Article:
...this is an April Fool's joke?
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I too first read it as "Superman 64" and all I could say is, "Why?"
A Japanese battleship of that era could travel at 27 knots (about 31 mph) at flank speed. Every navy does things a bit differently but a reasonable cruising speed would be at 2/3rds power, so at 20mph they could have arrived there 15 hours after the initial strike.
Yes, it could have. I'm having trouble coming up with hard figures, but I believe if it did so, it then wouldn't have enough fuel to get home.
They did not have "a whole fleet there already." For an airstrike, the fleet only had to get in airstrike range, and they were barely able to manage that. For an invasion, the fleet would have to actually go all the way to Hawaii, and maintain a supply line at that distance. No, it would've been too much.
People say that, but I don't buy it. Hawaii was just too far away. It was amazing they were able to just launch an airstrike at it--the US didn't think it that was possible until it happened. But a full scale invasion, take and hold? No. Not that far away.
I think part of it at least is the certainty. Switching the trolley to another track will certainly save the four people. No chance it won't. But pushing a fat man into its path? Might work, might not. And it would be truly awful if it didn't work. Even if the tester assures you it will work, your mind still looks at the situation and just doesn't know.
Close but not quite right. There's not really any oil in the Phillippines. What happened was this--Japan invaded French Indochina (later to be Vietnam, Laos and Cambodia). In response the US placed an embargo of oil and steel on Japan. The US at that time was a major oil exporter from the fields in Texas and Japan had been getting much of their oil from the US. They decided that they would make it up with the oil, not from the Phillippines, but rather the Dutch East Indies, which was also a major oil source. To get that oil, they were going to need to militarily occupy it. Japan didn't think they could get away with that without pulling the US in, so they decided they would strike the US first as part of the plan. They hit Hawaii, the Phillippines (not because of oil but because it was far too good a forward base to leave in US hands) *and* and the Dutch East Indies all at once, conquering both the Phillippines and the East Indies.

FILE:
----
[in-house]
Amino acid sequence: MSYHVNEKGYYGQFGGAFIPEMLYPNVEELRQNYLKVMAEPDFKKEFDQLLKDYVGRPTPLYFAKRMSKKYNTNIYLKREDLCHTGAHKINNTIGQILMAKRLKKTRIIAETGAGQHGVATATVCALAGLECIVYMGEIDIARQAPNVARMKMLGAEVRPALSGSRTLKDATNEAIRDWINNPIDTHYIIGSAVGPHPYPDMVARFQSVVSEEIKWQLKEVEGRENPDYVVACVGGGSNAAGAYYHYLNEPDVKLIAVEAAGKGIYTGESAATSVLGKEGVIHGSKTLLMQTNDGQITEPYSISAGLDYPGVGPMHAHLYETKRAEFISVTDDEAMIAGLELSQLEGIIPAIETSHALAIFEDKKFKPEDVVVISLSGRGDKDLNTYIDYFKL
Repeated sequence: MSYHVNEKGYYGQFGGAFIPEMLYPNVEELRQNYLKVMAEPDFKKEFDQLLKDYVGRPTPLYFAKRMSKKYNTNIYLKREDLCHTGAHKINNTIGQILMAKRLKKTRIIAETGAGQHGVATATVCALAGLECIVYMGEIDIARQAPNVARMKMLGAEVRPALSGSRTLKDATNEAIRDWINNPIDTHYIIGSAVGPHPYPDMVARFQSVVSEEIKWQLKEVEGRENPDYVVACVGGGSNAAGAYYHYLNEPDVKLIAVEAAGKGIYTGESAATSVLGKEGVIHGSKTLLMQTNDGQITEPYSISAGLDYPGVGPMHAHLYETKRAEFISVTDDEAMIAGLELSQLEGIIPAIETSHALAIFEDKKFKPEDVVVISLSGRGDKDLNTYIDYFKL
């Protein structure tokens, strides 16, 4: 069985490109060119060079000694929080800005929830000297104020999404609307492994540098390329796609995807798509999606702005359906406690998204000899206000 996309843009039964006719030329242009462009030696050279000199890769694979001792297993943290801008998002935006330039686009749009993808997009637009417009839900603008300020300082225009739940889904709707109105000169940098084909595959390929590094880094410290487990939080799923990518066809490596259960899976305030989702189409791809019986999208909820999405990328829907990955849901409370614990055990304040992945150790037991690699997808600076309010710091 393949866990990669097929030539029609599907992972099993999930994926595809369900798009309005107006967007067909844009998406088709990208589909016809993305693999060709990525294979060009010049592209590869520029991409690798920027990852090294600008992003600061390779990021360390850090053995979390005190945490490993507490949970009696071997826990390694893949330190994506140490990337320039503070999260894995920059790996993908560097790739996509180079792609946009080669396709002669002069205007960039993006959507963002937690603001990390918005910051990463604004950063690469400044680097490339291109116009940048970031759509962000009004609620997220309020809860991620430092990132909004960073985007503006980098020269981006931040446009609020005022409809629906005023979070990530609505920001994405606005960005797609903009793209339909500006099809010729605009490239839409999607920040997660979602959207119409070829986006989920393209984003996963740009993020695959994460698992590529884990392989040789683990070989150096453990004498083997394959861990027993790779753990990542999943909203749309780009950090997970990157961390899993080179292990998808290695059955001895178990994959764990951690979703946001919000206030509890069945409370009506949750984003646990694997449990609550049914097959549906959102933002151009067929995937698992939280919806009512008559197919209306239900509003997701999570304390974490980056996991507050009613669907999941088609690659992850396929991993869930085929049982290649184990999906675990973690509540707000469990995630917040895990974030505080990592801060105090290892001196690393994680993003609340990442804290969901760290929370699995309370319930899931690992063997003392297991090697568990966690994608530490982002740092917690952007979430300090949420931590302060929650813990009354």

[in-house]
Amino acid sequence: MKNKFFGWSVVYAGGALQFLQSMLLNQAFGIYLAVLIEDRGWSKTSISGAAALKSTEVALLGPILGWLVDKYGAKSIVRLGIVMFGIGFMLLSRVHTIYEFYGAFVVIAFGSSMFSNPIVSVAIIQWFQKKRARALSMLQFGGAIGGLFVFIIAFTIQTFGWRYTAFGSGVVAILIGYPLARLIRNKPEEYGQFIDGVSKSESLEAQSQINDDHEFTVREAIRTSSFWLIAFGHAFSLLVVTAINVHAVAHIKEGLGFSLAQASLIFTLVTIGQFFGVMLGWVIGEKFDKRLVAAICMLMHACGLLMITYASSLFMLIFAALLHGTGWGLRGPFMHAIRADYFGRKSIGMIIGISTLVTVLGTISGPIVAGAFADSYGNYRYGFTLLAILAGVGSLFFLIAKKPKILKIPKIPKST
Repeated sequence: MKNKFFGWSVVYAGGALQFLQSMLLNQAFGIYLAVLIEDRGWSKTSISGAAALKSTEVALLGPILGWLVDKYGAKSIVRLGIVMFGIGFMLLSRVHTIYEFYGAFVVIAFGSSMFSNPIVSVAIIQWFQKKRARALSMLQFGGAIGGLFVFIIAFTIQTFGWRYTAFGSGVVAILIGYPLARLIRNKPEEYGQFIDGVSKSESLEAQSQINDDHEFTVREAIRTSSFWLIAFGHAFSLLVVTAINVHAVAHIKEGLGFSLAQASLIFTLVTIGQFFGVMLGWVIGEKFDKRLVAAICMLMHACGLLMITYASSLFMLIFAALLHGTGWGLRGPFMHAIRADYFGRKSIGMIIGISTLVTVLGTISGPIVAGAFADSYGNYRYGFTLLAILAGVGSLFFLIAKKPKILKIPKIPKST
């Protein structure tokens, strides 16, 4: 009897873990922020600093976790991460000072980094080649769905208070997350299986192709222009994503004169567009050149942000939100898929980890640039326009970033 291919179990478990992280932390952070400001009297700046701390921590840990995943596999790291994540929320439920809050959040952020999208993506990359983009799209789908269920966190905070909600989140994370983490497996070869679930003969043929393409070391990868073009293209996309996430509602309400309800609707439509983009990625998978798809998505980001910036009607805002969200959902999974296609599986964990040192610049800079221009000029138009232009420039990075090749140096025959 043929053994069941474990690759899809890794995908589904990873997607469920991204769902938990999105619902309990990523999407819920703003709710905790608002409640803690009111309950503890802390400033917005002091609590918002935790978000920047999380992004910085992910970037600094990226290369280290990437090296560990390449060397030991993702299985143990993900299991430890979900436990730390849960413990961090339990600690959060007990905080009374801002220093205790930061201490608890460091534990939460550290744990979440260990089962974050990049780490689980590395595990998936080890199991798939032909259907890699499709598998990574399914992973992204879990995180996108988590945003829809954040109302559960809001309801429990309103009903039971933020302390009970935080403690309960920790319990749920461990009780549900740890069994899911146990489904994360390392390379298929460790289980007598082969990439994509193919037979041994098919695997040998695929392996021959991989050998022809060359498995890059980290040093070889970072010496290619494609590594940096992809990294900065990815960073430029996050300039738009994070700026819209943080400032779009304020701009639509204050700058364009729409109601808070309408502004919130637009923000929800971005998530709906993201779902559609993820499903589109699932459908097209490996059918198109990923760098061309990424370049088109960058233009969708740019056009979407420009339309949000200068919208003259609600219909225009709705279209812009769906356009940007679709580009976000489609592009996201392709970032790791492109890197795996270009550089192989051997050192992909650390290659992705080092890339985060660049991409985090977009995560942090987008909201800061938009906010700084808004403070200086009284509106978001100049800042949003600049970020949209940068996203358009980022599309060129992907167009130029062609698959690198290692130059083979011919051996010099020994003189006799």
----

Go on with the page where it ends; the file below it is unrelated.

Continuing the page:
Hedy Lamarr and George Antheil invented spread-spectrum communications in 1942.
That's Hedley... No, wait. It is Hedy Lamarr. Never mind.
Probably more like:
"Where are those two pounds of plutonium?"
"Eh, logbook says it's in Building C."
"No, it's not. I checked."
"Don't know where it might be, then."
"talidome baby"? I have no idea what you mean by that. Google couldn't find anything either.
And he blamed that dratted new technology, writing.
Now then, this particular Assyrian, the one whose cohorts were gleaming in purple and gold,
Just what does the poet mean when he says he came down like a wolf on the fold?
In heaven and earth more than is dreamed of in our philosophy there are great many things.
But I don't imagine that among them there is a wolf with purple and gold cohorts or purple and gold anythings.
There's only two good reasons to like Tomb Raider.
Of course we can't cure all hereditary diseases at once with this. But the OP talked about Cystic Fibrosis; it's hard to think of a better candidate to use this technique on than CF. Cystic Fibrosis's genetic basis is simple and well understood. It's just one gene, which has been thoroughly studied. Editing it in germ plasm to eliminate it should not pose insurmountable obstacles.
Heck, if there's nothing else you want to do with the gameplay, write a novel (or, probably better, get a well-known SF writer to do it) to give it all a proper ending.